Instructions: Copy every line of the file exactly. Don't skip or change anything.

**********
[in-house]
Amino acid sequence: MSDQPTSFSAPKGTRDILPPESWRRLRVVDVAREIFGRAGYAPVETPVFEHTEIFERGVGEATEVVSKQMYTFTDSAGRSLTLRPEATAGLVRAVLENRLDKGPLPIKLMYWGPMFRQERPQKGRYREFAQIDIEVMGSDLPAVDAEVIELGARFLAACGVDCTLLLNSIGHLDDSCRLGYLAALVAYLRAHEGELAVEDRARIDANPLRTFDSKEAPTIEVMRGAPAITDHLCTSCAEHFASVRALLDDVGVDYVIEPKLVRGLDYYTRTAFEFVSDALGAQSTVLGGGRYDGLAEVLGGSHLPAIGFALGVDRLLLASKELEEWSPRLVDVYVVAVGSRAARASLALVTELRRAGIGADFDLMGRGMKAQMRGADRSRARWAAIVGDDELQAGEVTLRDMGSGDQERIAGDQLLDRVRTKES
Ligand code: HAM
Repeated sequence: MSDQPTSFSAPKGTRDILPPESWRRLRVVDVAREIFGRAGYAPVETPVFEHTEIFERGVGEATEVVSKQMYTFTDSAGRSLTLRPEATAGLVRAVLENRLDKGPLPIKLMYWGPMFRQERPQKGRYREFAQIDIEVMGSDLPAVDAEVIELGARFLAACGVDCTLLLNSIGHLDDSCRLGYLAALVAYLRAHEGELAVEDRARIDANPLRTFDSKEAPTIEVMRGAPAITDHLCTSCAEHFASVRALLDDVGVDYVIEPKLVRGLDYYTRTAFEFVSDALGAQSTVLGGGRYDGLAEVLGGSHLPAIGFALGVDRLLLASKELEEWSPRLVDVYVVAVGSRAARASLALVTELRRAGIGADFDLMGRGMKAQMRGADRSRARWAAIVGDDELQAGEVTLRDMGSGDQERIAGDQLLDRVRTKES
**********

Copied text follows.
[in-house]
Amino acid sequence: MSDQPTSFSAPKGTRDILPPESWRRLRVVDVAREIFGRAGYAPVETPVFEHTEIFERGVGEATEVVSKQMYTFTDSAGRSLTLRPEATAGLVRAVLENRLDKGPLPIKLMYWGPMFRQERPQKGRYREFAQIDIEVMGSDLPAVDAEVIELGARFLAACGVDCTLLLNSIGHLDDSCRLGYLAALVAYLRAHEGELAVEDRARIDANPLRTFDSKEAPTIEVMRGAPAITDHLCTSCAEHFASVRALLDDVGVDYVIEPKLVRGLDYYTRTAFEFVSDALGAQSTVLGGGRYDGLAEVLGGSHLPAIGFALGVDRLLLASKELEEWSPRLVDVYVVAVGSRAARASLALVTELRRAGIGADFDLMGRGMKAQMRGADRSRARWAAIVGDDELQAGEVTLRDMGSGDQERIAGDQLLDRVRTKES
Ligand code: HAM
Repeated sequence: MSDQPTSFSAPKGTRDILPPESWRRLRVVDVAREIFGRAGYAPVETPVFEHTEIFERGVGEATEVVSKQMYTFTDSAGRSLTLRPEATAGLVRAVLENRLDKGPLPIKLMYWGPMFRQERPQKGRYREFAQIDIEVMGSDLPAVDAEVIELGARFLAACGVDCTLLLNSIGHLDDSCRLGYLAALVAYLRAHEGELAVEDRARIDANPLRTFDSKEAPTIEVMRGAPAITDHLCTSCAEHFASVRALLDDVGVDYVIEPKLVRGLDYYTRTAFEFVSDALGAQSTVLGGGRYDGLAEVLGGSHLPAIGFALGVDRLLLASKELEEWSPRLVDVYVVAVGSRAARASLALVTELRRAGIGADFDLMGRGMKAQMRGADRSRARWAAIVGDDELQAGEVTLRDMGSGDQERIAGDQLLDRVRTKES